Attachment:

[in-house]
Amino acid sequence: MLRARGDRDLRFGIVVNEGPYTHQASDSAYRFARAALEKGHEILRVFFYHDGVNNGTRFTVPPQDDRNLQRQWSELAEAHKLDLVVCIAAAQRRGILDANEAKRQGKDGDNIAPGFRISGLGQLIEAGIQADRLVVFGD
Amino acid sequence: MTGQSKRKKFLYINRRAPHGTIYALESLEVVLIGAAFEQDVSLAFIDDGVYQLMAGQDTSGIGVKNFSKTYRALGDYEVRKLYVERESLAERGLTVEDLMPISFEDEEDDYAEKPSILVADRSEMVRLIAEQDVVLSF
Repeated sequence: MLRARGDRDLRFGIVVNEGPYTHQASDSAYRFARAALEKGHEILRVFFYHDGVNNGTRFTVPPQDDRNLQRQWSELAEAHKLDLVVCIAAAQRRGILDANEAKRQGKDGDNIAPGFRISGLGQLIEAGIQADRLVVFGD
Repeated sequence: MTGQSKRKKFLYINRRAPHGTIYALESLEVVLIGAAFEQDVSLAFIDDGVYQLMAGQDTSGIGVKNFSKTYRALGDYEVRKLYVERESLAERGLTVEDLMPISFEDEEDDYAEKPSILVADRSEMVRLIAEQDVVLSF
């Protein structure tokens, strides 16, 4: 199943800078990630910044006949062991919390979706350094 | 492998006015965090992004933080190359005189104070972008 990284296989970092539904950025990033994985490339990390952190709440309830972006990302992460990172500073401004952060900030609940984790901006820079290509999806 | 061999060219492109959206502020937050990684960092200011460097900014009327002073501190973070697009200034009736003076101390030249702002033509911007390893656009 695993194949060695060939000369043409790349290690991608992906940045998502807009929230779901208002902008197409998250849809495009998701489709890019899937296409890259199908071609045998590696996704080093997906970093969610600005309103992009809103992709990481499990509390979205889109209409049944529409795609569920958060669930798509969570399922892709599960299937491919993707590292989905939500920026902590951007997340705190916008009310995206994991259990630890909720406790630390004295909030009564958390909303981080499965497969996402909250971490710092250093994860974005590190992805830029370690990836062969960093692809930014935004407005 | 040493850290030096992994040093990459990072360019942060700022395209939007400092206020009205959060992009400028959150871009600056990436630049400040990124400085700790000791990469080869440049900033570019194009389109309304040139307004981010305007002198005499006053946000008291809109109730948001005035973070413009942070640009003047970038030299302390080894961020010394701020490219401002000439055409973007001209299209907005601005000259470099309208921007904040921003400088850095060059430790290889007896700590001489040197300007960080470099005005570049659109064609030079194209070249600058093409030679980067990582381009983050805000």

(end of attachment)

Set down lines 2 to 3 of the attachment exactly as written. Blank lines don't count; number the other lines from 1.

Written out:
Amino acid sequence: MLRARGDRDLRFGIVVNEGPYTHQASDSAYRFARAALEKGHEILRVFFYHDGVNNGTRFTVPPQDDRNLQRQWSELAEAHKLDLVVCIAAAQRRGILDANEAKRQGKDGDNIAPGFRISGLGQLIEAGIQADRLVVFGD
Amino acid sequence: MTGQSKRKKFLYINRRAPHGTIYALESLEVVLIGAAFEQDVSLAFIDDGVYQLMAGQDTSGIGVKNFSKTYRALGDYEVRKLYVERESLAERGLTVEDLMPISFEDEEDDYAEKPSILVADRSEMVRLIAEQDVVLSF